The United Nations yesterday said Karimov had called Annan to brief him on the situation in eastern Uzbekistan nearly one week after the military launched a bloody crackdown on protesters in Andijon.
Addressing reporters in New York, UN spokesman Fred Eckhard described the telephone conversation between the two men as “long and constructive.” Eckhard declined to elaborate further, adding only that Annan had also discussed the situation in Uzbekistan with U.S. Secretary of State Condoleezza Rice.
But in subsequent comments made to the media, UN Human Rights Commissioner Louise Arbour quoted Karimov as telling Annan that he has the situation in Andijon under control and that he does not see any immediate need for an international team to investigate what happened in that city last week.
The Uzbek presidency today denied that Karimov had discussed the possibility of an international probe into the recent bloodshed with Annan, describing claims to the contrary as “yet another invention of foreign media.”
But the spokesman for the UN human rights commissioner, Jose Luis Diaz, told RFE/RL Karimov and Annan did touch upon this issue. “The secretary-general, Kofi Annan, and the [Uzbek] president had a telephone conversation yesterday, in which it transpired that the Uzbek authorities would not welcome such an investigation at this point,” Diaz said.
Today, the European Union called upon Karimov to rethink his position not to allow an independent probe. Cristina Gallach, a spokeswoman for EU foreign-policy chief Javier Solana, told reporters in Brussels that the 25-member bloc's foreign ministers will on 23 May call for an urgent inquiry into last week's violence.
Diaz said it remained unclear whether Karimov’s refusal to allow international investigators into Andijon should be considered as definite, or as a maneuver to bid time.
“We don’t know," Diaz said. "We hope that the [Uzbek] president can be persuaded to allow an independent and transparent investigative process into the country so that the events and the circumstances of these events in Andijon can be clarified. I think that would be in the interest of the Uzbek people and the international community to set the record straight on what happened there.”
UN Human Rights Commissioner Arbour yesterday said she was “deeply concerned” by reports of indiscriminate and excessive use of force by Uzbek security officials during last week’s crackdown. Arbour had also joined her voice to that of some Western European countries calling for an independent probe into the causes and circumstances of the unrest in eastern Uzbekistan.
Karimov reportedly told Annan yesterday that he thinks the two-hour tour of Andijon foreign diplomats and journalists were authorized to make earlier this week was enough for the time being.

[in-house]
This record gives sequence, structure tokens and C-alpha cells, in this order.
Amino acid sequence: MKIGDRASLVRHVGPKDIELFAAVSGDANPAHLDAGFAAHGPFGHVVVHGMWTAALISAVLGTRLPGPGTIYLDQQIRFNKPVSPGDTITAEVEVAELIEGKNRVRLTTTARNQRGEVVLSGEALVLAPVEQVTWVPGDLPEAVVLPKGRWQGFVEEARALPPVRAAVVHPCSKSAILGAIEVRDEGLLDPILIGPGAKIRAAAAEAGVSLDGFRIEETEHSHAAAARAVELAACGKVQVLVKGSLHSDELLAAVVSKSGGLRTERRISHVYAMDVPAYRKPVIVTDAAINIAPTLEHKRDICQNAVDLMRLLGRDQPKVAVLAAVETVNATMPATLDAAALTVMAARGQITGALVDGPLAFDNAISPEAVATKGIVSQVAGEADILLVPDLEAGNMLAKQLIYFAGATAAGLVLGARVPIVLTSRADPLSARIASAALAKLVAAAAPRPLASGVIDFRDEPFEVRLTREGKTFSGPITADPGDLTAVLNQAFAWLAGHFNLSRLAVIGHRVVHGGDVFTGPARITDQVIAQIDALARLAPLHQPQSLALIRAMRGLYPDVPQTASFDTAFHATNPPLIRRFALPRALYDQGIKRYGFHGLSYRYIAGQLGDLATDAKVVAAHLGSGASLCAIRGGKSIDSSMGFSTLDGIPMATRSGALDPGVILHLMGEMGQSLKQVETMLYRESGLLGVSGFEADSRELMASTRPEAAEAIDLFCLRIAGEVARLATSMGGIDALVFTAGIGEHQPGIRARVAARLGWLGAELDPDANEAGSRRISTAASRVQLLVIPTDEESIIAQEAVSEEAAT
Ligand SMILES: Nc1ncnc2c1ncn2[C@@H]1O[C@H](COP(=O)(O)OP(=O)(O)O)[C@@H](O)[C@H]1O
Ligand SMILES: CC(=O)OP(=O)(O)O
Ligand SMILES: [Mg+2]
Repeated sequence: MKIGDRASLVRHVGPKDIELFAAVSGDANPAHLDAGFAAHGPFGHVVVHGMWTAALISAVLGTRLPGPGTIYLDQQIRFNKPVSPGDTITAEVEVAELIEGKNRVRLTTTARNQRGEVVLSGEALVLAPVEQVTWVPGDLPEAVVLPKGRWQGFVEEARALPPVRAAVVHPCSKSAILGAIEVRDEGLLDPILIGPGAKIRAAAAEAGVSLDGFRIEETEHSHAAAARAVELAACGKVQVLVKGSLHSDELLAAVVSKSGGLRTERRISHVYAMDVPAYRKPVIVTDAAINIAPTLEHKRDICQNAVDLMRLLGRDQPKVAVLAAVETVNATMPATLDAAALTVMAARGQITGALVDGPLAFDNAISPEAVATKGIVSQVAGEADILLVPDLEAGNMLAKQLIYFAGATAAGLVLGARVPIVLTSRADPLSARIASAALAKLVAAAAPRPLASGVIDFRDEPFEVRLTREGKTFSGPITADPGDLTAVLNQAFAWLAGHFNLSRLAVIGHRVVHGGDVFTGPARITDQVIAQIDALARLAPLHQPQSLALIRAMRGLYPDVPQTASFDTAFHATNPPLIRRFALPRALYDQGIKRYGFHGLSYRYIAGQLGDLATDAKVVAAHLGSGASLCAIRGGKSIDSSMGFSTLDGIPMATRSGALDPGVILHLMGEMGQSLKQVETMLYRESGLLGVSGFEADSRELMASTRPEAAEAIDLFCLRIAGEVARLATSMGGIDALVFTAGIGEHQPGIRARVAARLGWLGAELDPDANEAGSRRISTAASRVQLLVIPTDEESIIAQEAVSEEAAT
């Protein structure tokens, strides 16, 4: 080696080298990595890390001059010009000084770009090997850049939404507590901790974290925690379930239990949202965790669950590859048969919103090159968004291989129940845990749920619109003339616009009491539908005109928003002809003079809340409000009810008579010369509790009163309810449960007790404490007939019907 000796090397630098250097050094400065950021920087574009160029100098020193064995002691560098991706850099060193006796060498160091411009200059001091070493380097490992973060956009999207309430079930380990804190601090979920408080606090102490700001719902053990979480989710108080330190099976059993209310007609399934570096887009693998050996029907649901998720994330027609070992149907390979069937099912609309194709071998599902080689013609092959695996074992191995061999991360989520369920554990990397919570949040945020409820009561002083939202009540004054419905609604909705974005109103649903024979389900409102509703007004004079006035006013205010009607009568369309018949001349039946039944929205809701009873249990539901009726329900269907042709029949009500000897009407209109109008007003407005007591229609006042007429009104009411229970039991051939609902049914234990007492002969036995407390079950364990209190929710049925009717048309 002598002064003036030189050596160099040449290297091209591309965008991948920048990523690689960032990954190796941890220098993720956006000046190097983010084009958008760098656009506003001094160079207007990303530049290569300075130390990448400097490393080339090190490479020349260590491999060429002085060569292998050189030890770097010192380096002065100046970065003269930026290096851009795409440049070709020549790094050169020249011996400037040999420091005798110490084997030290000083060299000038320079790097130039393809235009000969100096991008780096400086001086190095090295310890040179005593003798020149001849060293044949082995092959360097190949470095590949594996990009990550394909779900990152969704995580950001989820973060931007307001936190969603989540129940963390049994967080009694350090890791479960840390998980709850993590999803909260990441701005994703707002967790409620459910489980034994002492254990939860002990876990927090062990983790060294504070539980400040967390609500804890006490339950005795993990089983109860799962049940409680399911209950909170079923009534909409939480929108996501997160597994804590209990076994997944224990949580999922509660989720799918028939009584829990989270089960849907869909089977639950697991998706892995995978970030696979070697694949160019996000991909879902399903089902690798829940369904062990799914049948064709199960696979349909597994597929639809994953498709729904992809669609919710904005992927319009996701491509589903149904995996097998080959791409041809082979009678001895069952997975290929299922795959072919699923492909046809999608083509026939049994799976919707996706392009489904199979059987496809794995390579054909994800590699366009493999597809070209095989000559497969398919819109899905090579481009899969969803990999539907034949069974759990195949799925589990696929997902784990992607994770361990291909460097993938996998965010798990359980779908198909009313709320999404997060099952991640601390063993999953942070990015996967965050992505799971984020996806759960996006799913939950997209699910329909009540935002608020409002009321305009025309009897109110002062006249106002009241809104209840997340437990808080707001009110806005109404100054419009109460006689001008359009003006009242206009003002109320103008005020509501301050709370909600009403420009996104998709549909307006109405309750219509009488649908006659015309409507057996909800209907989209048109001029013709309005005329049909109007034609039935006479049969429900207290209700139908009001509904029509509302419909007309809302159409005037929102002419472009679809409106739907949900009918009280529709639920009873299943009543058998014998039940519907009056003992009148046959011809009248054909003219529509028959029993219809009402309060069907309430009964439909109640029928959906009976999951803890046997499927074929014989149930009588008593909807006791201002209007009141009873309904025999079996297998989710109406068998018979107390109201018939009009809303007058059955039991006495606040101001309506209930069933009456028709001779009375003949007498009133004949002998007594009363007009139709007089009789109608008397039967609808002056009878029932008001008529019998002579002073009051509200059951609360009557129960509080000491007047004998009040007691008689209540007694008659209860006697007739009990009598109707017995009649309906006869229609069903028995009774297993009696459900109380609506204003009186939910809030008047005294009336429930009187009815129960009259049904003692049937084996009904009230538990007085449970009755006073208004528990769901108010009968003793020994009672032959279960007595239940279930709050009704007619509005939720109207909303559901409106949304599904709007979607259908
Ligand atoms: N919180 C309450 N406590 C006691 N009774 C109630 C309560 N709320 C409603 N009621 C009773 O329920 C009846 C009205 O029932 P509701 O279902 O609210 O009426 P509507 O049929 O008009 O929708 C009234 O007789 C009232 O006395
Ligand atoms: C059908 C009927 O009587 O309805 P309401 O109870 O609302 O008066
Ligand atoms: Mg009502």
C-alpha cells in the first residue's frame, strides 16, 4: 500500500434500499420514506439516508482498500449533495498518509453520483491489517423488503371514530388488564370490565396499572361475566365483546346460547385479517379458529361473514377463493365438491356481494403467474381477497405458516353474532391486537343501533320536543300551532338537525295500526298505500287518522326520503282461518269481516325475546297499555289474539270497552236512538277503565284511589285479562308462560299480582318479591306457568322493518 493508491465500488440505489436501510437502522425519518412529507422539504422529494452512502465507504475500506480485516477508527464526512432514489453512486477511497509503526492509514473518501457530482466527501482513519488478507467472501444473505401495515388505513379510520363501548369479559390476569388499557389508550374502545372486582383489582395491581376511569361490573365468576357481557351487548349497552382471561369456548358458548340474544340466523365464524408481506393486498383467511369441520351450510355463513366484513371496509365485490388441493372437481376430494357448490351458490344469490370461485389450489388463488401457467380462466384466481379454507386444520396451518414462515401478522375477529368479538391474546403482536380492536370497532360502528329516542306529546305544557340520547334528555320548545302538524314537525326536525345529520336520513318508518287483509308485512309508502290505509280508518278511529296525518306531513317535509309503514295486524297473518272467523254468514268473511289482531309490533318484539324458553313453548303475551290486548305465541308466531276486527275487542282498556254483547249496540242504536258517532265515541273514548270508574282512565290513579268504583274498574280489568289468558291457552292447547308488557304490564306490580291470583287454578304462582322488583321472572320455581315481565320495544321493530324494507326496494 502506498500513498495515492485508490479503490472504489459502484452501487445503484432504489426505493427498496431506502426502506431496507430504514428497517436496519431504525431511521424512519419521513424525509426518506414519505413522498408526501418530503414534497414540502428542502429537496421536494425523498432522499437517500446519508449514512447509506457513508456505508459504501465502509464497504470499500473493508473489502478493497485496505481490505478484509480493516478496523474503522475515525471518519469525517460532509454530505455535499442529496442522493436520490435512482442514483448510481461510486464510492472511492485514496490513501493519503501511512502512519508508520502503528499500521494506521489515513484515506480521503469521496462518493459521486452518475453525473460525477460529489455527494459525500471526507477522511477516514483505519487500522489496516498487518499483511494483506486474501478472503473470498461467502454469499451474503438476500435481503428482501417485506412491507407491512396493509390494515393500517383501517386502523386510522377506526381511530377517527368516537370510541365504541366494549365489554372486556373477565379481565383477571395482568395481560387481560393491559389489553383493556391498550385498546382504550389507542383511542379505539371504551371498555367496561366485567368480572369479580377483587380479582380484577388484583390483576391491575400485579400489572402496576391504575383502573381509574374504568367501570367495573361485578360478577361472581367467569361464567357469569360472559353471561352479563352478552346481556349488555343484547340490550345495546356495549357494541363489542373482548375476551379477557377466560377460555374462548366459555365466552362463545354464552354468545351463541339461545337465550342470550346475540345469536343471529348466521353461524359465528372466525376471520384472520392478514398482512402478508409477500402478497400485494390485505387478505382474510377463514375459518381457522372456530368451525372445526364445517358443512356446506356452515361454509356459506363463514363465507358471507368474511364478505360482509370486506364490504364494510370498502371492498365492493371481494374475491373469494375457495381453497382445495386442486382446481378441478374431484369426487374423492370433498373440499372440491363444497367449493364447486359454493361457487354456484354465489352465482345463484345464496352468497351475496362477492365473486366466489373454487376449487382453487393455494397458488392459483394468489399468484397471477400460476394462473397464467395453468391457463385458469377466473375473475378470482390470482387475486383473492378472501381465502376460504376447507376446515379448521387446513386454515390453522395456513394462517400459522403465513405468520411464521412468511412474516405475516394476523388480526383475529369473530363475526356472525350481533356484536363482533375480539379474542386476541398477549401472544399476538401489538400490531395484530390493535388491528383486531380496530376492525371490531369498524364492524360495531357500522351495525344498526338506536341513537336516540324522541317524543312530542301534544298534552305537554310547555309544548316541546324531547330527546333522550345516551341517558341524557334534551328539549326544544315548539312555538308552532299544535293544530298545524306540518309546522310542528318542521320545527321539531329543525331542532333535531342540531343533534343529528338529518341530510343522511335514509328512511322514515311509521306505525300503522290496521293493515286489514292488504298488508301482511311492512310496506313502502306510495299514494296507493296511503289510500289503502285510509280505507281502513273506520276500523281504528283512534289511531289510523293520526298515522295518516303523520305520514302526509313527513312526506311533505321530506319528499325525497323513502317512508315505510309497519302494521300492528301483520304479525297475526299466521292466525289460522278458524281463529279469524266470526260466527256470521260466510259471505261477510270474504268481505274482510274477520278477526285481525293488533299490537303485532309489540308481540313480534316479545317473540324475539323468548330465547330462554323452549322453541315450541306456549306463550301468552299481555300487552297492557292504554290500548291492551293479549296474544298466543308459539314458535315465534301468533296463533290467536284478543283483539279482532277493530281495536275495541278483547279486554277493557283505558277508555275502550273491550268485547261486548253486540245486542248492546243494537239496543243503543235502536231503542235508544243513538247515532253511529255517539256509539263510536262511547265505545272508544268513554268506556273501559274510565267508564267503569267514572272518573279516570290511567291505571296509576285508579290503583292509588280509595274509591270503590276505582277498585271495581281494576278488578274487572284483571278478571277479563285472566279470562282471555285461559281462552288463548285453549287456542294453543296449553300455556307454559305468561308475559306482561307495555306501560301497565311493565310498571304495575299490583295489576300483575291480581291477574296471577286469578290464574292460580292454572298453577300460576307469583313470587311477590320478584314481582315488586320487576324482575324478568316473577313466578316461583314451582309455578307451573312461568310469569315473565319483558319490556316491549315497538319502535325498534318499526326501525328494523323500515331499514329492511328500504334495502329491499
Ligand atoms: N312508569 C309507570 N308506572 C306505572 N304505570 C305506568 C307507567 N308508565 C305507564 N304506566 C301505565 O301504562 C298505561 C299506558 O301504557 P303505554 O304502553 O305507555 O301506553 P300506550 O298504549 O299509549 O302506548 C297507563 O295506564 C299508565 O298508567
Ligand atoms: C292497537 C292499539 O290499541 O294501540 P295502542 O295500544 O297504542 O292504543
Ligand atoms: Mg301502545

Uzbek authorities did not allow diplomats and reporters to move freely across the city and meet with residents. The closely supervised foreign visitors were not even shown the actual site of the bloodshed outside a school in Andijon’s Cholpon Avenue.
Diaz says the visit, however useful it may eventually prove, cannot be considered enough. “I don’t think that that visit can be considered a substitute for an international and independent fact-finding process, or investigation," he said. "I think you’d need a much more systematic and professional inquiry to find out what happened there.”
Uzbek authorities have put last week’s toll at 169 dead, including 32 soldiers. But Uzbekistan’s opposition and human rights groups blame security forces for at least 750 civilian deaths and as many as 1,000.
In a joint statement released yesterday, the Vienna-based International Helsinki Federation of Human Rights and the Human Rights Society of Uzbekistan say up to 1,000 unarmed civilians may have been killed in Andijon and Pakhtaobod – including a number of wounded that were reportedly summarily executed.
The two organizations also denounce the wave of arbitrary detentions that followed the bloodshed and the information blockade imposed by the Uzbek government during the crackdown.
Diaz says the widely differing accounts of what really happened in eastern Uzbekistan in the past week make it all the more necessary to conduct what he described as an “independent, transparent, and credible” investigation.[For more on these events, see RFE/RL's dedicated webpage: Unrest in Uzbekistan]Click here for a gallery of images from the violence in eastern Uzbekistan on 13-14 May.See also:
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Central Asia: Are Governments Too Quick To Blame Unrest On Islamic Militants?
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Protesters Charge Officials With Using Extremism Charges To Target Entrepreneurs
Analysis: Economic Concerns Primary In Andijon